Aaron Sorkin, the creator and writer behind Sports Night, The West Wing, and The Newsroom, says he bonded with Philip Seymour Hoffman over their shared addiction struggles. According to a Time obituary penned by Sorkin, Hoffman always knew death was a possibility.
When describing their friendship on the set of Charlie Wilson's War, Sorkin remembers a conversation with Hoffman about his fear of needles. "He told me to stay squeamish. And he said this: 'If one of us dies of an overdose, probably 10 people who were about to won't,'" Sorkin remembers. "He meant that our deaths would make news and maybe scare someone clean."
So it's in that spirit that I'd like to say this: Phil Hoffman, this kind, decent, magnificent, thunderous actor, who was never outwardly "right" for any role but who completely dominated the real estate upon which every one of his characters walked, did not die from an overdose of heroin — he died from heroin. We should stop implying that if he'd just taken the proper amount then everything would have been fine.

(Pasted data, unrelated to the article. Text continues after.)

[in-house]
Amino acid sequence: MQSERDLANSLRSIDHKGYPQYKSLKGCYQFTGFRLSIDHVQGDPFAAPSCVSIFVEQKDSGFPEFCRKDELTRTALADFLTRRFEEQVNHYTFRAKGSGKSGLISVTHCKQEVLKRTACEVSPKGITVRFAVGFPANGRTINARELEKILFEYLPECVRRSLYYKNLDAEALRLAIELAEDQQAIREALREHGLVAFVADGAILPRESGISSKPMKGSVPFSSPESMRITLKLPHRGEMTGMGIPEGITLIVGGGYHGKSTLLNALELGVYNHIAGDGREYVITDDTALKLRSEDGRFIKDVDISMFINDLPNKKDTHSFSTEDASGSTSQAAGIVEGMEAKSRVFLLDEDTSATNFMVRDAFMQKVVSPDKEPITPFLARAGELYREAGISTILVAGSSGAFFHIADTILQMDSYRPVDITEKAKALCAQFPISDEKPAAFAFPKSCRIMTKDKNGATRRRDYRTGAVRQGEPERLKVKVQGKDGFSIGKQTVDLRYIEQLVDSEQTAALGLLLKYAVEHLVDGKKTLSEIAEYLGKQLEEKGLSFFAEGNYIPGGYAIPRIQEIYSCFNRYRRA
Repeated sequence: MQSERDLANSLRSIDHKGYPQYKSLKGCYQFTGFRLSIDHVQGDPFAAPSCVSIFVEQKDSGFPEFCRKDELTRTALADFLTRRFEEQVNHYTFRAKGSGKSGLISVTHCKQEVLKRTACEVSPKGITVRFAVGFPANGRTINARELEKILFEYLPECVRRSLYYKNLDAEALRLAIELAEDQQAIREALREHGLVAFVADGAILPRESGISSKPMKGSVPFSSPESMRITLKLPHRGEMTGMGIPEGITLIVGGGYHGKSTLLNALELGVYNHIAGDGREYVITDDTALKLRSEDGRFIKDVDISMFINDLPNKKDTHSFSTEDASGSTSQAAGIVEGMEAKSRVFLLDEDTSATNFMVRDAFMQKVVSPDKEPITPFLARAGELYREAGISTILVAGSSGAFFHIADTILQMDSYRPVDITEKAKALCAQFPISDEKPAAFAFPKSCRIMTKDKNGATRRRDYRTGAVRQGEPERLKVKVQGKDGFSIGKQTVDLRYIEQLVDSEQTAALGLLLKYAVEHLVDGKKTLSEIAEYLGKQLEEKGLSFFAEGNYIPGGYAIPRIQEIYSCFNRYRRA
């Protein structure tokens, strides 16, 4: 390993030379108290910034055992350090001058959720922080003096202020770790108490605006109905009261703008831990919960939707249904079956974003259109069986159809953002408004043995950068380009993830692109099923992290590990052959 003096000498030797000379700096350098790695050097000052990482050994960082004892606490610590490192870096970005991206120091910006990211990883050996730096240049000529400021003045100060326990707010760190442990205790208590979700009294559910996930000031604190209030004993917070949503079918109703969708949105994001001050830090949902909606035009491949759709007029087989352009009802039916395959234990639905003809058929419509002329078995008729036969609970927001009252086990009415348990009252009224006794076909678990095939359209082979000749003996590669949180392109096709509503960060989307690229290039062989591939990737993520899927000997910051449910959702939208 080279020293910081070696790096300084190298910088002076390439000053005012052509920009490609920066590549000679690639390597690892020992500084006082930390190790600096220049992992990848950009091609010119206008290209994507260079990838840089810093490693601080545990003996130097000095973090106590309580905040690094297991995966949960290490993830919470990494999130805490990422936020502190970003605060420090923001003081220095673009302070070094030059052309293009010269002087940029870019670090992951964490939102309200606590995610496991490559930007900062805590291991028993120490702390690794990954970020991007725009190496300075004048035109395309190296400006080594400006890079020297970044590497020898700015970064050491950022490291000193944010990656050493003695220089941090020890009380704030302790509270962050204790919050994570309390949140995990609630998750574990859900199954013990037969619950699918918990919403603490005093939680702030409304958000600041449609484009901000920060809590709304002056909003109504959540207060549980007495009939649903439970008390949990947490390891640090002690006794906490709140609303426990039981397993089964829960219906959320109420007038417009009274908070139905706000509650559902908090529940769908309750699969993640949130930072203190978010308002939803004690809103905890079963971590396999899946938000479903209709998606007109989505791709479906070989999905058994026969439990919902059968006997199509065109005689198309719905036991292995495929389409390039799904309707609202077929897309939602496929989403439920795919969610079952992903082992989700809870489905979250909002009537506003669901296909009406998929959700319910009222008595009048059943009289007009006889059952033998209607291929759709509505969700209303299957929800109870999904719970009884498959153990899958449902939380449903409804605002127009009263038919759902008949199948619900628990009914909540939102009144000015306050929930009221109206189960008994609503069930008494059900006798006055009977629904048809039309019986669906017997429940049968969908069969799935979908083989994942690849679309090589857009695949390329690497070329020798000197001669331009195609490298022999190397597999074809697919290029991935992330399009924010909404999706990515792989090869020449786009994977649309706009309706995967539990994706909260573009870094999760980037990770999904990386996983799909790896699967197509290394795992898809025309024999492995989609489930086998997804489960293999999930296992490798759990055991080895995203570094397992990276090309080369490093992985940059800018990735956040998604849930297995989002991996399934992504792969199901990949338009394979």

He didn't die because he was partying too hard or because he was depressed — he died because he was an addict on a day of the week with a y in it. He'll have his well-earned legacy — his Willy Loman that belongs on the same shelf with Lee J. Cobb's and Dustin Hoffman's, his Jamie Tyrone, his Truman Capote and his Academy Award. Let's add to that 10 people who were about to die who won't now.